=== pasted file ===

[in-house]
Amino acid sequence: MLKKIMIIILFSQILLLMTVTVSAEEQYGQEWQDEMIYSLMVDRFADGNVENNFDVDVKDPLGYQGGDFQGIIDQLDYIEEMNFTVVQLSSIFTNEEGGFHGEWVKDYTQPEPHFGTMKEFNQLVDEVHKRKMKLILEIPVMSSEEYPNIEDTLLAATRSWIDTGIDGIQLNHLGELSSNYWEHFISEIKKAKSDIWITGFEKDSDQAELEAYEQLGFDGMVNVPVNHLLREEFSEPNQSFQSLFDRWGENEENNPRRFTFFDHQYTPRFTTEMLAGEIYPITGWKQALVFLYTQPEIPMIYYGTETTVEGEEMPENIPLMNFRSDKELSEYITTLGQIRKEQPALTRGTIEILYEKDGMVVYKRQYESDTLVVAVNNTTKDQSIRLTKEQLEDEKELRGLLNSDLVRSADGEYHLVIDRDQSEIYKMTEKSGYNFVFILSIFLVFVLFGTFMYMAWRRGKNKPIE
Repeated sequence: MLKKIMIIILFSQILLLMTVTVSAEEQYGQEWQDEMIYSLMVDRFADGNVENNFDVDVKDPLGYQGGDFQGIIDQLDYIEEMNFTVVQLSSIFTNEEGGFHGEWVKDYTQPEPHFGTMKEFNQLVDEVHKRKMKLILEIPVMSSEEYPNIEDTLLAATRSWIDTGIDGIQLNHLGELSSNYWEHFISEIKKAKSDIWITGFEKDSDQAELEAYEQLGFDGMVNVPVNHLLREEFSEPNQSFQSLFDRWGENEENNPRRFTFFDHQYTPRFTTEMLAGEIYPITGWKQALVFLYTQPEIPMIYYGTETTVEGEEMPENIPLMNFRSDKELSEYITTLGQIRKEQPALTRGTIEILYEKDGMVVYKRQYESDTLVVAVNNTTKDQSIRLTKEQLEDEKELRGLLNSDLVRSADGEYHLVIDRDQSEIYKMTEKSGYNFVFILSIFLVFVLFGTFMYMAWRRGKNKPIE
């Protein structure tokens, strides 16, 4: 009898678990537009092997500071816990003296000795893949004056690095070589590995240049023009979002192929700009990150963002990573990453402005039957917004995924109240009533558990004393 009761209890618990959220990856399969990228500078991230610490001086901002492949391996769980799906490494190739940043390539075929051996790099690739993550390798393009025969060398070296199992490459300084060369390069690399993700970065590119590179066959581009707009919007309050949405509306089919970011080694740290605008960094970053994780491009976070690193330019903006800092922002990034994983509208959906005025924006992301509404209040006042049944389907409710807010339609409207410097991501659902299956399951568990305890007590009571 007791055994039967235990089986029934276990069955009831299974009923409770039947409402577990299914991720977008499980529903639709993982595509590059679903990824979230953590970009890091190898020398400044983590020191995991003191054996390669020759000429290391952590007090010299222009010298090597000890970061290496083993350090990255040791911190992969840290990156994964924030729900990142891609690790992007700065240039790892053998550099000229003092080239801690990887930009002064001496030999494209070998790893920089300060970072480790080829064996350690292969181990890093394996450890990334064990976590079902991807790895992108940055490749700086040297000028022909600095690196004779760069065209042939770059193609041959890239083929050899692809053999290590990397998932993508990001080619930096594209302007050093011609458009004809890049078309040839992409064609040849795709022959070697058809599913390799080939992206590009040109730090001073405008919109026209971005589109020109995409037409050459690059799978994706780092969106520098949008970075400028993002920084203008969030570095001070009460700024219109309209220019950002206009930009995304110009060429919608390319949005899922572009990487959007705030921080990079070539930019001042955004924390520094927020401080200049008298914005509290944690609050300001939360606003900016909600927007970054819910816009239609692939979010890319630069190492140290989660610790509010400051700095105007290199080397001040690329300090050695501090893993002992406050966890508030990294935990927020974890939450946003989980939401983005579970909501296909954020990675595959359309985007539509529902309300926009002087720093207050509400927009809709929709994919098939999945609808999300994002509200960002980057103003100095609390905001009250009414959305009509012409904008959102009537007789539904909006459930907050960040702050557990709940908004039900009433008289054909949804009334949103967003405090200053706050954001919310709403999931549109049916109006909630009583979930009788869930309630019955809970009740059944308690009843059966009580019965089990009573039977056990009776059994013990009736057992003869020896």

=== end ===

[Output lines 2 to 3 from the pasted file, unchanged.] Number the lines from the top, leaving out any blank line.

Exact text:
Amino acid sequence: MLKKIMIIILFSQILLLMTVTVSAEEQYGQEWQDEMIYSLMVDRFADGNVENNFDVDVKDPLGYQGGDFQGIIDQLDYIEEMNFTVVQLSSIFTNEEGGFHGEWVKDYTQPEPHFGTMKEFNQLVDEVHKRKMKLILEIPVMSSEEYPNIEDTLLAATRSWIDTGIDGIQLNHLGELSSNYWEHFISEIKKAKSDIWITGFEKDSDQAELEAYEQLGFDGMVNVPVNHLLREEFSEPNQSFQSLFDRWGENEENNPRRFTFFDHQYTPRFTTEMLAGEIYPITGWKQALVFLYTQPEIPMIYYGTETTVEGEEMPENIPLMNFRSDKELSEYITTLGQIRKEQPALTRGTIEILYEKDGMVVYKRQYESDTLVVAVNNTTKDQSIRLTKEQLEDEKELRGLLNSDLVRSADGEYHLVIDRDQSEIYKMTEKSGYNFVFILSIFLVFVLFGTFMYMAWRRGKNKPIE
Repeated sequence: MLKKIMIIILFSQILLLMTVTVSAEEQYGQEWQDEMIYSLMVDRFADGNVENNFDVDVKDPLGYQGGDFQGIIDQLDYIEEMNFTVVQLSSIFTNEEGGFHGEWVKDYTQPEPHFGTMKEFNQLVDEVHKRKMKLILEIPVMSSEEYPNIEDTLLAATRSWIDTGIDGIQLNHLGELSSNYWEHFISEIKKAKSDIWITGFEKDSDQAELEAYEQLGFDGMVNVPVNHLLREEFSEPNQSFQSLFDRWGENEENNPRRFTFFDHQYTPRFTTEMLAGEIYPITGWKQALVFLYTQPEIPMIYYGTETTVEGEEMPENIPLMNFRSDKELSEYITTLGQIRKEQPALTRGTIEILYEKDGMVVYKRQYESDTLVVAVNNTTKDQSIRLTKEQLEDEKELRGLLNSDLVRSADGEYHLVIDRDQSEIYKMTEKSGYNFVFILSIFLVFVLFGTFMYMAWRRGKNKPIE